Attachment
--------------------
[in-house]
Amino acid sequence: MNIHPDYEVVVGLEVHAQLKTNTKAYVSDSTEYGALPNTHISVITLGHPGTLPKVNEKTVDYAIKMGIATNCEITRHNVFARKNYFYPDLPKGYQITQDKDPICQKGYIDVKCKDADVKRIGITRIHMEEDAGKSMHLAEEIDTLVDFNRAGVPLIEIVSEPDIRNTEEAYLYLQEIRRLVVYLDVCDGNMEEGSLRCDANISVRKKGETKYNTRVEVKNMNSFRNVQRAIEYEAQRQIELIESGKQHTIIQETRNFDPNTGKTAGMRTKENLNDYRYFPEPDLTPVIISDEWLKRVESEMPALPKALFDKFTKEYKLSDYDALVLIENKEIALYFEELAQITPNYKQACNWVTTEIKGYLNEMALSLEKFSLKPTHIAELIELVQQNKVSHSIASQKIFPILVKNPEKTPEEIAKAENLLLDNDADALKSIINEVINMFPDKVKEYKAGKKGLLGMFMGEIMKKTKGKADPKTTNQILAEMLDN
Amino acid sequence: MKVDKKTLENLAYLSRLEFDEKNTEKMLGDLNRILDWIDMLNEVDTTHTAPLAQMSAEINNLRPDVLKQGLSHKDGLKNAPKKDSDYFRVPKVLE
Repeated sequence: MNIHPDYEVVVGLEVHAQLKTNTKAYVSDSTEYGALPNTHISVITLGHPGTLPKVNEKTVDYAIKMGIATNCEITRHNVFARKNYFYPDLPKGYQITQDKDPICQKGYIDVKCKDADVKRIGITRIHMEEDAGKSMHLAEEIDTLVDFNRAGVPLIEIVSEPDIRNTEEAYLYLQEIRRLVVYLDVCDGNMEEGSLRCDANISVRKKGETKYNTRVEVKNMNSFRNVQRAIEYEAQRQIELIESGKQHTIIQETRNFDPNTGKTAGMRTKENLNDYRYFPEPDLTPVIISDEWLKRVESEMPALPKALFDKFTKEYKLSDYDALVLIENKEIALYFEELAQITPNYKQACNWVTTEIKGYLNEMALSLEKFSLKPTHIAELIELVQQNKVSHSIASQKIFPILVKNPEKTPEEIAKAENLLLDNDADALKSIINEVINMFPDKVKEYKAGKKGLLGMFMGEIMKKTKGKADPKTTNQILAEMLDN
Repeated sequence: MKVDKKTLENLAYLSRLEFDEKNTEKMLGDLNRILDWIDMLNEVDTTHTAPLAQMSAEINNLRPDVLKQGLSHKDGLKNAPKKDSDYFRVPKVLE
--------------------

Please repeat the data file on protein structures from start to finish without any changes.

[in-house]
Amino acid sequence: MNIHPDYEVVVGLEVHAQLKTNTKAYVSDSTEYGALPNTHISVITLGHPGTLPKVNEKTVDYAIKMGIATNCEITRHNVFARKNYFYPDLPKGYQITQDKDPICQKGYIDVKCKDADVKRIGITRIHMEEDAGKSMHLAEEIDTLVDFNRAGVPLIEIVSEPDIRNTEEAYLYLQEIRRLVVYLDVCDGNMEEGSLRCDANISVRKKGETKYNTRVEVKNMNSFRNVQRAIEYEAQRQIELIESGKQHTIIQETRNFDPNTGKTAGMRTKENLNDYRYFPEPDLTPVIISDEWLKRVESEMPALPKALFDKFTKEYKLSDYDALVLIENKEIALYFEELAQITPNYKQACNWVTTEIKGYLNEMALSLEKFSLKPTHIAELIELVQQNKVSHSIASQKIFPILVKNPEKTPEEIAKAENLLLDNDADALKSIINEVINMFPDKVKEYKAGKKGLLGMFMGEIMKKTKGKADPKTTNQILAEMLDN
Amino acid sequence: MKVDKKTLENLAYLSRLEFDEKNTEKMLGDLNRILDWIDMLNEVDTTHTAPLAQMSAEINNLRPDVLKQGLSHKDGLKNAPKKDSDYFRVPKVLE
Repeated sequence: MNIHPDYEVVVGLEVHAQLKTNTKAYVSDSTEYGALPNTHISVITLGHPGTLPKVNEKTVDYAIKMGIATNCEITRHNVFARKNYFYPDLPKGYQITQDKDPICQKGYIDVKCKDADVKRIGITRIHMEEDAGKSMHLAEEIDTLVDFNRAGVPLIEIVSEPDIRNTEEAYLYLQEIRRLVVYLDVCDGNMEEGSLRCDANISVRKKGETKYNTRVEVKNMNSFRNVQRAIEYEAQRQIELIESGKQHTIIQETRNFDPNTGKTAGMRTKENLNDYRYFPEPDLTPVIISDEWLKRVESEMPALPKALFDKFTKEYKLSDYDALVLIENKEIALYFEELAQITPNYKQACNWVTTEIKGYLNEMALSLEKFSLKPTHIAELIELVQQNKVSHSIASQKIFPILVKNPEKTPEEIAKAENLLLDNDADALKSIINEVINMFPDKVKEYKAGKKGLLGMFMGEIMKKTKGKADPKTTNQILAEMLDN
Repeated sequence: MKVDKKTLENLAYLSRLEFDEKNTEKMLGDLNRILDWIDMLNEVDTTHTAPLAQMSAEINNLRPDVLKQGLSHKDGLKNAPKKDSDYFRVPKVLE